Jessica Green is the new artistic director for the decade-old, arts-themed Houston Cinema Arts Festival, replacing Richard Herskowitz who exited the position after the last film festival in November. The Houston Cinema Arts Society made the announcement Wednesday.
Green most recently was the cinema director at Maysles Documentary Center in Harlem, a non-profit founded by noted non-fiction film director Albert Maysles (“Gimme Shelter,” “Grey Gardens”) devoted to the documentary form. Her programming included collaborations with a variety of New York arts institutions including the Film Society of Lincoln Center, Museum of the City of New York, and the Apollo Theater among others.
She wants to bring some of that cross-disciplinary approach to Houston.
“The (Houston) festival is all about the arts, all about artists and using film as the main connector and over the first decade of the festival, that foundation has been put into place. It’s about expanding on that mission, on that model,” Green says in an interview. “Getting more into the edges of that idea, exploring more inter-disciplinary programming, really tapping more into the local scene around visual artists, music artists, performing artists, everybody’s who’s in Houston and really marrying that with the films that are being shown with the filmmakers. Bringing people together and doing mash-up programming.
“Also, expanding the partnerships and looking to grow around Houston’s incredible global diversity, incredible growth and opportunity here and tapping into that,” she continues. “There are so many layers to what is happening here. It’s just really inspiring.”
She sees part of the festival’s mission is to cultivate more of a local filmmaking community. “It may involve baby steps (but I want) to further support film production in Houston and support filmmakers and finding ways for talent to be retained here and grow here,” she says. “And that’s also about bringing back the talent, people that grew up in Houston, bringing them back…to inspire the folks that are here who look to do what they’ve done and figuring out ways to maybe see how that can be done without people having to leave.”
Green, who had not been to Houston prior to applying for this position, said she was aware of the festival and its reputation.
“The festival has a reputation of being an international level, fine film festival,” she says, noting Houston itself was also a draw. “I’m totally an urbanist. The festival is amazing but it’s about the festival being here. It’s about Houston and that twin attraction of a very strong festival with a really strong theme and a really fluid theme around the arts and artists with this incredible place with a diversity that’s unparalleled.”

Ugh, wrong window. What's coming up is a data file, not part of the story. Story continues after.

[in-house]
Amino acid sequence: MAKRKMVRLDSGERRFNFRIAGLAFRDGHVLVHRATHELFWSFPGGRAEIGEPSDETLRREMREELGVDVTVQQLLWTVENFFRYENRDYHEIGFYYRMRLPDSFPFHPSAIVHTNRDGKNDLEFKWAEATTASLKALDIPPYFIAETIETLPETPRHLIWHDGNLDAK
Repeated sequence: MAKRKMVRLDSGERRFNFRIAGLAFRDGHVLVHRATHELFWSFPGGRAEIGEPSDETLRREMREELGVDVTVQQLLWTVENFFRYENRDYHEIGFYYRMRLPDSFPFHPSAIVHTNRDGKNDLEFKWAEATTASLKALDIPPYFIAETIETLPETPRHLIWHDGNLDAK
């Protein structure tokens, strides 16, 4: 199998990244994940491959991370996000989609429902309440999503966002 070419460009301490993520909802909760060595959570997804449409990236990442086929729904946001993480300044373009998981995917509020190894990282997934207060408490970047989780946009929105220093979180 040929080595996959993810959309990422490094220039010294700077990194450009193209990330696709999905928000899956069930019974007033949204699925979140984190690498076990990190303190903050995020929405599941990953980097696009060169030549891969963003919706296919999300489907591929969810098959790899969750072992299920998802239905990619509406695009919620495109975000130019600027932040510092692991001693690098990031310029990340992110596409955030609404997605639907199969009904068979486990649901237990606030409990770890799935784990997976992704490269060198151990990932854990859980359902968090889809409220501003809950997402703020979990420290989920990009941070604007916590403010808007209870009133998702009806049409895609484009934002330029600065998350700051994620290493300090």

Between now and the next festival, running Nov. 14-18, Green will be shuttling back and forth between Houston and New York City but says she’s putting her New York interests on the back burner.
“I am going to be doing some curation in New York. Around the Maysles Documentary Center, my work is in the process of transitioning from there so I can focus on this…I hope to continue doing some curating in New York, especially in Harlem. I want to continue to be involved in Harlem but this is going to be the major focus, the baby that needs to be fed and clothed.”
She will also be visiting several film festivals this year, including the Toronto International Film Festival, in search of programming.
In addition to the Maysles Documentary Center, Green has been a programmer for Films by Firelight, a series featuring works from Stanley Nelson’s Firelight Media Documentary Lab.
Previously, she had worked as a post-production coordinator on the indie movies “Married Life” from director Ira Sachs and “Margot at the Wedding” by Noah Baumbach. Also, she was an executive editor at BET.com and a co-founder of the hip-hop magazine, Stress.
“Jessica impressed us so much with her extensive and diverse career in film programming,” said HCAS board member and search committee head Marian Luntz in a statement. “The committee also appreciated her creative ideas about community engagement and her enthusiasm for putting those into action in Houston.”
Herskowitz, based in Oregon but with the Houston festival since its inception, left the post to concentrate on his home state’s Ashland Independent Film Festival where he is now executive and artistic director.
“For years, I was able to juggle. I called myself a carny; I would pitch a tent and show movies in many cities, and I tried to keep that going,” he told the Chronicle last year. “But, in Ashland, my job grew from just artistic director to executive director. It just became impossible for me to keep leaping across different cities.”